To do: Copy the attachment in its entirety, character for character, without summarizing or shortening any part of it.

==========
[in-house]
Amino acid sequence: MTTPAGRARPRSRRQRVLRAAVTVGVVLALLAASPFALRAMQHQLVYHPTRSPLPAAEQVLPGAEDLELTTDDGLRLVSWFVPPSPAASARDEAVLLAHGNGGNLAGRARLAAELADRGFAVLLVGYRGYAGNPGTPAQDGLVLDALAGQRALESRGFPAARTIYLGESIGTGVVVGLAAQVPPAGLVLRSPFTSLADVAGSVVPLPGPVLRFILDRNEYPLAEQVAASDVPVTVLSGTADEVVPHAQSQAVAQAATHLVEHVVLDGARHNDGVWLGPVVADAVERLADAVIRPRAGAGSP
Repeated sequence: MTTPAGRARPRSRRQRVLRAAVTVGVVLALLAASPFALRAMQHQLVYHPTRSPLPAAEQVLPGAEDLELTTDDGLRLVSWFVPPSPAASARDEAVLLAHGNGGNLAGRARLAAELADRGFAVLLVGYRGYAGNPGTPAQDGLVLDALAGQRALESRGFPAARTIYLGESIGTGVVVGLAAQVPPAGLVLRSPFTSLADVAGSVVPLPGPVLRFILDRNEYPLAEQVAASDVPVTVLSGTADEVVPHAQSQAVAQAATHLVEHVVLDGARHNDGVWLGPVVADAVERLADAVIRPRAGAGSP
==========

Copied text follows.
[in-house]
Amino acid sequence: MTTPAGRARPRSRRQRVLRAAVTVGVVLALLAASPFALRAMQHQLVYHPTRSPLPAAEQVLPGAEDLELTTDDGLRLVSWFVPPSPAASARDEAVLLAHGNGGNLAGRARLAAELADRGFAVLLVGYRGYAGNPGTPAQDGLVLDALAGQRALESRGFPAARTIYLGESIGTGVVVGLAAQVPPAGLVLRSPFTSLADVAGSVVPLPGPVLRFILDRNEYPLAEQVAASDVPVTVLSGTADEVVPHAQSQAVAQAATHLVEHVVLDGARHNDGVWLGPVVADAVERLADAVIRPRAGAGSP
Repeated sequence: MTTPAGRARPRSRRQRVLRAAVTVGVVLALLAASPFALRAMQHQLVYHPTRSPLPAAEQVLPGAEDLELTTDDGLRLVSWFVPPSPAASARDEAVLLAHGNGGNLAGRARLAAELADRGFAVLLVGYRGYAGNPGTPAQDGLVLDALAGQRALESRGFPAARTIYLGESIGTGVVVGLAAQVPPAGLVLRSPFTSLADVAGSVVPLPGPVLRFILDRNEYPLAEQVAASDVPVTVLSGTADEVVPHAQSQAVAQAATHLVEHVVLDGARHNDGVWLGPVVADAVERLADAVIRPRAGAGSP